The Ultimate Guide to Sashimi - Types, Definition, How To Make And Eat It
Sashimi is one of the traditional Japanese dishes that is as popular as sushi. Do you know the origin of sashimi? How many types of sashimi do you know? Do you know the recipe and the traditional way of eating sashimi? After you read this article, you will love sashimi more with more knowledge!
Sashimi (刺し身) is very fresh raw fish (or also meat) that is thinly sliced and served uncooked. The word sashimi literally means "pierced body (of fish and meat)" in Japanese. They started to call sashimi back in the 14th century to avoid using kirimi (切り身/cut body) because they considered the word "kiri" (cut) as a bad word.
Sashimi became popular in Edo (today's Tokyo) in the 17th for mainly two reasons. 1. They developed the techniques of fishing and started to get abundant of fresh seafood. 2. Soy sauce was spread. It made the flavor of raw fish less fishy.
above = sashimi / below = sushi
Sashimi and Sushi (nigiri) is totally different in Japan but the difference is very simple. The dish where you eat sliced ingredients themselves is called sashimi, and if the ingredients are topped on rice, it's called sushi.
Types of sashimi
A variety of ingredients is used for sashimi. Usually sashimi refers raw fish, but they also use meat and other seafood like shellfish. What is the most important and significant for sashimi is the freshness the ingredients. The more fresh the sashimi is, the more flavorful without fishy taste and nicer texture.
Examples of major types of sashimi;
Toro (fatty tuna)
Maguro (tuna) is one of the most popular types of fish for sashimi as well as sushi. There are some different names depending on which part of tuna is used. The fatty parts are called "toro" (the fattiest part is "Otoro"), and they are characterized by having more marbles.
Akami (red meat of tuna)
Another type of tuna sashimi is "akami", which literally means "red body". It is low in fat and has more fishy flavors. It is cheaper than toro.
Salmon is another common and popular type of fish. The fatty part of salmon sashimi is also called "toro-salmon".
Buri is a cheaper kind of sashimi and you can easily find in a grocery store. It has a bit of harder texture. Young buri is called "hamachi" and the best season for buri is winter.
Katsuo sashimi is commonly eaten after grilling it slightly.
Sanma (pacific saury)
Sanma is a very common autumn fish in Japanese cuisine. People eat it raw as well as grilled.
Iwashi is also a type of autumn fish. It has a soft texture and you can even eat the fine bones.
Saba sashimi is usually marinated.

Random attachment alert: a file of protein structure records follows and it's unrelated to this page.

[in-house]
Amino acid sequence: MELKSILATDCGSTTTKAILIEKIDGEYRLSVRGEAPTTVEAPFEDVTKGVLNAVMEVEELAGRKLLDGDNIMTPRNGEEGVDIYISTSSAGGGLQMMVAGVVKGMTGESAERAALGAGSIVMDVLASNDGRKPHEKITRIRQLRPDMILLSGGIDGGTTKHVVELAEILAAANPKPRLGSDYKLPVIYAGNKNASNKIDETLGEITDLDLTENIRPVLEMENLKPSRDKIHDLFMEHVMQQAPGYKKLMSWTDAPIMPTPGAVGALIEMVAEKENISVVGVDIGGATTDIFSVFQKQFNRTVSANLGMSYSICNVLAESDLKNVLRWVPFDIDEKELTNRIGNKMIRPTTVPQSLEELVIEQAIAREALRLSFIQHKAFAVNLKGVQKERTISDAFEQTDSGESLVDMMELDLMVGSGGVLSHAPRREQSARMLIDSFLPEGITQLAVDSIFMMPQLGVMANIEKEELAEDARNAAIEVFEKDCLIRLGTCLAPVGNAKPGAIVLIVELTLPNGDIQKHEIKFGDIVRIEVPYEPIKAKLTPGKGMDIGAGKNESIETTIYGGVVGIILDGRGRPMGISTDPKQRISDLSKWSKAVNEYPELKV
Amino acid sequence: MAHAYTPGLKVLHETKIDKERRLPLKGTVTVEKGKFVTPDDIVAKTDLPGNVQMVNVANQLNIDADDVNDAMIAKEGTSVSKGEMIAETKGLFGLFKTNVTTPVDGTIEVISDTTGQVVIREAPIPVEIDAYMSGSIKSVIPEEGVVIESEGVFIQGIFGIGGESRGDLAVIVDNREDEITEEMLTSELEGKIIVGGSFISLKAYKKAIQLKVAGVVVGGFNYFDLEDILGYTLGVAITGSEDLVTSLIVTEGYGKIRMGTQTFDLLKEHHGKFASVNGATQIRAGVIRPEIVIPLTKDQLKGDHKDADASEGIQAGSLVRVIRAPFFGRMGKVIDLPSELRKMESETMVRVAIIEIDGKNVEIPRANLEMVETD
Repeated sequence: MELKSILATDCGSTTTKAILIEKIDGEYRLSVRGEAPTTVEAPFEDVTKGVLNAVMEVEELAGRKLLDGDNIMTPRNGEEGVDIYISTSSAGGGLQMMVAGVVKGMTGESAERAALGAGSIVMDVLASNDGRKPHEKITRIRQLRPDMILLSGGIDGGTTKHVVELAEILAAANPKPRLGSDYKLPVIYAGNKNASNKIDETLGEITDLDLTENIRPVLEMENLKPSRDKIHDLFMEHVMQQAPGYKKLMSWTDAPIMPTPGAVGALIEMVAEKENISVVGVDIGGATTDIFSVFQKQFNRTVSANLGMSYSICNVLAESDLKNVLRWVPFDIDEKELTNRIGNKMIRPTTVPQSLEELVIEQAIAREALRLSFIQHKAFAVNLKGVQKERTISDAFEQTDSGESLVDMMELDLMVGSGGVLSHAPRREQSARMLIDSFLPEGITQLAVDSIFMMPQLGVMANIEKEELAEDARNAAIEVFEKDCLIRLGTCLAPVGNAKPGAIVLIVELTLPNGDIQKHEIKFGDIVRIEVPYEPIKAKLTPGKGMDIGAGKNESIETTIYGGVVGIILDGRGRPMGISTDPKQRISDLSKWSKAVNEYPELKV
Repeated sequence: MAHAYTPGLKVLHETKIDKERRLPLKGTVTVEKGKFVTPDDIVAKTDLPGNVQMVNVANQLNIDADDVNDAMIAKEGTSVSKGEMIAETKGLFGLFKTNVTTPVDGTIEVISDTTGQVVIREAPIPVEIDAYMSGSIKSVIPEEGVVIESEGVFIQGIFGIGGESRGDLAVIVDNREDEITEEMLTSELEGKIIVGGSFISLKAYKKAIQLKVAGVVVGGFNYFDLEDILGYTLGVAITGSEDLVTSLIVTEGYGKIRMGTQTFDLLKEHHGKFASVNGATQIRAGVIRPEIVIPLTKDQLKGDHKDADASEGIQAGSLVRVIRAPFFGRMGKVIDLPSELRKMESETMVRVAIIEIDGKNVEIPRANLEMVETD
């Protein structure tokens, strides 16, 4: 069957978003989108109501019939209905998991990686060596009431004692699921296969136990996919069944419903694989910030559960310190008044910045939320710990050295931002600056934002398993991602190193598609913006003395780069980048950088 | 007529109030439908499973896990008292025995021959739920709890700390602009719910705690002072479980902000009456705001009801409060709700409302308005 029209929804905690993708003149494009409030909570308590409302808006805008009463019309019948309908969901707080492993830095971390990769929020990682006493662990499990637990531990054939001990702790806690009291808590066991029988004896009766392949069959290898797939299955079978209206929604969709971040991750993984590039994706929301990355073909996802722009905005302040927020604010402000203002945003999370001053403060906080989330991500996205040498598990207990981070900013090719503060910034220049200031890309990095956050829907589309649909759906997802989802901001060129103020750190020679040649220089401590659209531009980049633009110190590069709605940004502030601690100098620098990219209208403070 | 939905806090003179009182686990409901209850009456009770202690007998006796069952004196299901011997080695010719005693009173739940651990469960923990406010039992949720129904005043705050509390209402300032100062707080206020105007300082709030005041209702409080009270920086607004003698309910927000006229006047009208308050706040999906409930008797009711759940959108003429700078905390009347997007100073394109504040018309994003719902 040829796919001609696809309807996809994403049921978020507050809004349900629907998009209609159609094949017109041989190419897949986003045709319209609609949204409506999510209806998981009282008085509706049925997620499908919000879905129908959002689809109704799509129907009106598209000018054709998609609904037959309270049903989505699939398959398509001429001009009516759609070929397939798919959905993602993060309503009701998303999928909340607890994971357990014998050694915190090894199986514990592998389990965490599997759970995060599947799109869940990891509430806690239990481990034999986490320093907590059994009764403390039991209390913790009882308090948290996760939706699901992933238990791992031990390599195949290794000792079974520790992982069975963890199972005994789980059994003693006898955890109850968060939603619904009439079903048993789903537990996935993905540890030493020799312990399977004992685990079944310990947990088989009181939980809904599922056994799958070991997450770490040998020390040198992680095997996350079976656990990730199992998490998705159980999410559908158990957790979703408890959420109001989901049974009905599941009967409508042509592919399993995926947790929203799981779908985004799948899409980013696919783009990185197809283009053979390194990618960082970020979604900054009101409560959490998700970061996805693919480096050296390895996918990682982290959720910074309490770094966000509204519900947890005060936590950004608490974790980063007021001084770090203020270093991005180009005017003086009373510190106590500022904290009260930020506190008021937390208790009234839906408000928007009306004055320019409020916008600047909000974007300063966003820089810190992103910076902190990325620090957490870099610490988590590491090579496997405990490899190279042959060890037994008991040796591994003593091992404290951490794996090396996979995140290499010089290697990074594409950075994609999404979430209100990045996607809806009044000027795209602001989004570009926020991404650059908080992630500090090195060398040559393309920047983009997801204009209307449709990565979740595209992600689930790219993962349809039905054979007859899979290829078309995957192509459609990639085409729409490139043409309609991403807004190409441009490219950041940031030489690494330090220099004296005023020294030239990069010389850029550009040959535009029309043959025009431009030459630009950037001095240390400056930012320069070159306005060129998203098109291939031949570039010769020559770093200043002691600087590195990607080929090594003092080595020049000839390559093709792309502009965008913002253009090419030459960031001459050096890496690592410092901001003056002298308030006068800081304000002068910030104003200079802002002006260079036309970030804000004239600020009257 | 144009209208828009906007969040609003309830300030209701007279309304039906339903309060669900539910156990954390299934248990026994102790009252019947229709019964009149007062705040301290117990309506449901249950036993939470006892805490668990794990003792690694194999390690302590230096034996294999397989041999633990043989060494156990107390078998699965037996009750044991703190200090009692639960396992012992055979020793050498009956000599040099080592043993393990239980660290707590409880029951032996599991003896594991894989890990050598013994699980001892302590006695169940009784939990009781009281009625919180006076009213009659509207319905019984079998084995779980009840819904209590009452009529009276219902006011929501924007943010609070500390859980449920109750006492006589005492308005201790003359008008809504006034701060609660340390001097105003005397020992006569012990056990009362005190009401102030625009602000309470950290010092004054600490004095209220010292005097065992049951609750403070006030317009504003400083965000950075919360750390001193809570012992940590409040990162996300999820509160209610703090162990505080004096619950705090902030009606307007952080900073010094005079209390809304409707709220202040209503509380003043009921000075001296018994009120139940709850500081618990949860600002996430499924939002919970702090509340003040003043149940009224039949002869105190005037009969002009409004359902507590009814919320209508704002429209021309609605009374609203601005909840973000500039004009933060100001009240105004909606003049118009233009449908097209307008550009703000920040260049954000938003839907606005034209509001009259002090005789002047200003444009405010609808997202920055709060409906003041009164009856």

Fugu is a very interesting and unique ingredient because this fish has a strong poison that could kill people. Chefs need a special license to serve fugu in Japan. It tastes great and of course, you can eat it without worrying about the poison!
Tako has a very different texture from other fish sashimi. It is chewy and gummy.
Ika has a similar texture to octopus, but more slippery. There are actually many fans of tako and ika in Japan for their unique texture.
There are various kinds of shellfish sashimi and hotate is one of the most come types. It is said to have an exquisite sweetness.
Akagai (ark shell)
Akagai literally means "red shellfish" and is also called "blood cram" in English for its color. It quite a hard texture.
Basashi (horse meat)
Raw horse sashimi (basashi) is often seen in izakaya (Japanese style bar) as it goes well with drinks like sake and beer.
Calories and nutrition
Calories and nutrition in sashimi vary in fish and the part of the fish. Sashimi is not cooked and seasoned a lot, so it is healthier. For example, tuna sashimi has around 40kcal/30g, containing great amount of protein, vitamin E. Salmon has almost same calories as tuna and high in EPA and DHA that lower blood cholesterol levels.
How to make sashimi
Since sashimi is the most simple dish, there is no recipe. All you need is fresh ingredients (usually use a block found in a grocery stores) and a sharp knife. You need to cut carefully and neatly.
How to eat
Sashimi is served with soy sauce and condiments like wasabi paste and grated fresh ginger. The savory soy sauce goes well with sashimi and the strong taste of wasabi and granted ginger give a kick to sashimi nicely. In Japan, sashimi set meal is always served with rice and miso soup too.
The ultimate dish of natural taste
Sashimi is very simple yet delicate dish that has been loved by the Japanese for a long time. Try various kinds of sashimi and find your favorites!